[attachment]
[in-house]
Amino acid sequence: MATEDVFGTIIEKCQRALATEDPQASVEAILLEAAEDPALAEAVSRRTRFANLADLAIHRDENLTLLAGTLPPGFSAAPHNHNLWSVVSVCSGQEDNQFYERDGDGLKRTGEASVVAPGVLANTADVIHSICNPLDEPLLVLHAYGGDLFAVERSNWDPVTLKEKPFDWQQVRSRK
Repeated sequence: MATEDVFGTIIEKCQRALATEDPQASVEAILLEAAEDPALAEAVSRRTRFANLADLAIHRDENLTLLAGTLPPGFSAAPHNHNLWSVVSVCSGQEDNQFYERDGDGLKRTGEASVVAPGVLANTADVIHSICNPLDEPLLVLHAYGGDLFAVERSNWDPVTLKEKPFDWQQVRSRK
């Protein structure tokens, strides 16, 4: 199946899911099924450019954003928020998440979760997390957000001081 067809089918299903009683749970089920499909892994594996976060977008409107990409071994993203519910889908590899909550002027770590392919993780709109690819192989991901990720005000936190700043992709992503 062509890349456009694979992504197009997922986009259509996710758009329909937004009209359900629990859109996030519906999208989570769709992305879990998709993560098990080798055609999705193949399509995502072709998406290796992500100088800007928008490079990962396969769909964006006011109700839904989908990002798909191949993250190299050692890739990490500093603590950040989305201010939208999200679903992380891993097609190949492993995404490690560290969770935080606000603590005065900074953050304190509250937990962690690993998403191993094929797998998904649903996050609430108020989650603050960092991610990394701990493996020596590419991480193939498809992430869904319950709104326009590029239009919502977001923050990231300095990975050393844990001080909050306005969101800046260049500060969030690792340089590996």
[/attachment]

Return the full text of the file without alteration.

[in-house]
Amino acid sequence: MATEDVFGTIIEKCQRALATEDPQASVEAILLEAAEDPALAEAVSRRTRFANLADLAIHRDENLTLLAGTLPPGFSAAPHNHNLWSVVSVCSGQEDNQFYERDGDGLKRTGEASVVAPGVLANTADVIHSICNPLDEPLLVLHAYGGDLFAVERSNWDPVTLKEKPFDWQQVRSRK
Repeated sequence: MATEDVFGTIIEKCQRALATEDPQASVEAILLEAAEDPALAEAVSRRTRFANLADLAIHRDENLTLLAGTLPPGFSAAPHNHNLWSVVSVCSGQEDNQFYERDGDGLKRTGEASVVAPGVLANTADVIHSICNPLDEPLLVLHAYGGDLFAVERSNWDPVTLKEKPFDWQQVRSRK
């Protein structure tokens, strides 16, 4: 199946899911099924450019954003928020998440979760997390957000001081 067809089918299903009683749970089920499909892994594996976060977008409107990409071994993203519910889908590899909550002027770590392919993780709109690819192989991901990720005000936190700043992709992503 062509890349456009694979992504197009997922986009259509996710758009329909937004009209359900629990859109996030519906999208989570769709992305879990998709993560098990080798055609999705193949399509995502072709998406290796992500100088800007928008490079990962396969769909964006006011109700839904989908990002798909191949993250190299050692890739990490500093603590950040989305201010939208999200679903992380891993097609190949492993995404490690560290969770935080606000603590005065900074953050304190509250937990962690690993998403191993094929797998998904649903996050609430108020989650603050960092991610990394701990493996020596590419991480193939498809992430869904319950709104326009590029239009919502977001923050990231300095990975050393844990001080909050306005969101800046260049500060969030690792340089590996």